Jeff Hickman is a very popular local fly fishing guide who grew up in the Mt. Hood area and hung out at The Fly fishing Shop in Welches, Oregon during his formative years. Here is what he says about his Fish Taco series of flies:
"When I get hungry, there is one thing that always comes to mind?a fish taco. It is the one thing that I don?t ever get sick of. The hunt for the best taco cart around is full time?and the fish taco is always the best indicator of the cart?s cuisine. I would say that fish tacos are my favorite food. When the Fish Taco fly was born, it was the perfect fly for my fishing needs and so naturally the name Fish Taco seemed most suitable. Why wouldn?t steelhead ranging from Alaska to Northern California returning to their natal streams, be hungry for a Fish Taco as well?
The Fish Taco was designed to fit a niche in my fly box, which I couldn?t previously find. I needed a fly that was the right size for steelhead, large enough to elicit an aggressive attack response, yet not so large to be intimidating to a fish in clear water conditions and not be weighted. The existing patterns available that were sized to my needs were all weighted. Fishing with clients, I noticed that large weighted flies were difficult for them to cast. When clients did make the casts the flies would often hang-up when they got into the soft inside water where many fish tend to hold. The fly I needed had to be the right size, be easy for people of all skill levels to cast, and would not hang up on the soft-inside.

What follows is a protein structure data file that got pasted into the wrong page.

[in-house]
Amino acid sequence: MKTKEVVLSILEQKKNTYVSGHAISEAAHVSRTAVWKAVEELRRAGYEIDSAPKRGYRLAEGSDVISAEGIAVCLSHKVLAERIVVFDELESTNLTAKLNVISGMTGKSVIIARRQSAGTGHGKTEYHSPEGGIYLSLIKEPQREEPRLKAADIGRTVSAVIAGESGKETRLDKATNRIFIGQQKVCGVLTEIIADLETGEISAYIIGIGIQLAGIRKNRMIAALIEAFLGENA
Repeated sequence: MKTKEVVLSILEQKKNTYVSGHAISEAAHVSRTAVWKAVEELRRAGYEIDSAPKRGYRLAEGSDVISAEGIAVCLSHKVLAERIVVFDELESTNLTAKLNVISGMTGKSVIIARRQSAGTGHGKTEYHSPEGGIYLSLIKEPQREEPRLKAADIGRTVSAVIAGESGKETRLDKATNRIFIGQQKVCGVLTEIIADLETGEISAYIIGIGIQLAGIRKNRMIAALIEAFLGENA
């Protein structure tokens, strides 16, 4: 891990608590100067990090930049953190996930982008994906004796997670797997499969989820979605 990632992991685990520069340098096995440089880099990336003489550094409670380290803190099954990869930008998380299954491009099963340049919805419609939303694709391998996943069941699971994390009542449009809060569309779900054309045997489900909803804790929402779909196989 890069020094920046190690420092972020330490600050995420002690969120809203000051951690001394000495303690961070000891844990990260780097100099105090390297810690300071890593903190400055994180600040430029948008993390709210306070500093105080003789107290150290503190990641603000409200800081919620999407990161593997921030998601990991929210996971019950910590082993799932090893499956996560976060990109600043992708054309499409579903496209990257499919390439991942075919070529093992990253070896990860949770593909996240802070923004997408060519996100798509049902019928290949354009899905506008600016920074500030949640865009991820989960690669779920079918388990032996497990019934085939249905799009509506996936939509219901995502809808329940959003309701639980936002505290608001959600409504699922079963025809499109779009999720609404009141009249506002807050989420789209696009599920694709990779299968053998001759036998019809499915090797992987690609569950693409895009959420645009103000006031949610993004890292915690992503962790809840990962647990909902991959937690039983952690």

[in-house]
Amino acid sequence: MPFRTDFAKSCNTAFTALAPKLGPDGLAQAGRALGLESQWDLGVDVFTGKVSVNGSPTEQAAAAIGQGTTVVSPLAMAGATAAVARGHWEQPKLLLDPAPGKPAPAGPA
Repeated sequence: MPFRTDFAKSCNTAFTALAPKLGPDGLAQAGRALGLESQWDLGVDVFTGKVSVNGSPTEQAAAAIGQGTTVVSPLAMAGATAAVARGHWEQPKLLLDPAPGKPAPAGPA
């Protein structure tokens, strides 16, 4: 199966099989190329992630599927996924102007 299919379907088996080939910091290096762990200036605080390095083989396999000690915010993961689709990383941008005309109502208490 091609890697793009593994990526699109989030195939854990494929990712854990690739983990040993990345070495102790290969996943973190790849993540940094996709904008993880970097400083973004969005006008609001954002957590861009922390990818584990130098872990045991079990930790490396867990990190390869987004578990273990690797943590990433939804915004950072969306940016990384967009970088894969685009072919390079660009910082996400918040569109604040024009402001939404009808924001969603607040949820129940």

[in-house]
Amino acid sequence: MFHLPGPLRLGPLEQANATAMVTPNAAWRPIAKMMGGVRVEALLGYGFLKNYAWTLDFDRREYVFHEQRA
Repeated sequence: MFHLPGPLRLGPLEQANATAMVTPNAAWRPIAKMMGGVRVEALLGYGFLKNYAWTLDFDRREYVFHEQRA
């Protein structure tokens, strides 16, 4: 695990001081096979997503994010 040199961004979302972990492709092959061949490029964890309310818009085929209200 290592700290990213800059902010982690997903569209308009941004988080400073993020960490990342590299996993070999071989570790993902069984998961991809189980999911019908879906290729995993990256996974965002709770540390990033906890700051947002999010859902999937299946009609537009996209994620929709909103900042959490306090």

In my mind, the fly I needed to fill this void had to be tied with a stinger hook that would capitalize on short strikes. I choose to use Maxima to hold the stinger hook firmly in place to insure the fly would not become fouled on a poor cast. It was also important that the fly maintained a large profile in fast water and impart lots of movement once it entered the softer water on the inside i.e., "The Strike Zone". Many hours on this vise later and many hours on the water later the Fish Taco was born.
Since its inception and introduction to the market, the Fish Taco has proven to be a versatile fly that is incredibly productive for a most of the anadromous species, in a variety of fishing situations. Originally designed to cross over as both summer and winter steelhead fly, it is also a very effective fly for all five Pacific salmon, char, sea-run browns as well as Atlantic salmon.
I believe its success comes firstly from being an extremely easy fly for anglers to cast. It can be cast on one or two handed rods using either floating or sinking lines. Getting the pattern to the fish is always the 1st step to successful steelhead fishing. The fly is dressed sparsely (and unweighted) making it easy to cast but once in the water, the fly holds its profile. Once the fly swings into the strike zone, the ostrich and sparse flash come to life making it Taco time for holding steelhead.
Different colors of the Fish Taco are productive in most water where steelhead are found and a variety of light conditions. In low clear conditions, red performs well. It lands softly in the pool and it is the right size to not spook fish when they are weary. Purple is also a great fly for finding fish in even the most colored water. Recently on the Deschutes, a client landed a nice steelhead on a purple Fish Taco when visibility was less than a foot.
When I guide for steelhead in Oregon, I tend to change the fly color based on the time of day. I typically will fish the purple Taco in the morning till just before noon, then switch to pink or red through the midday bright sun. When the sun is off the water in the late afternoon and evening, black is my go-to color. Chartreuse is my go-to color for Chinook."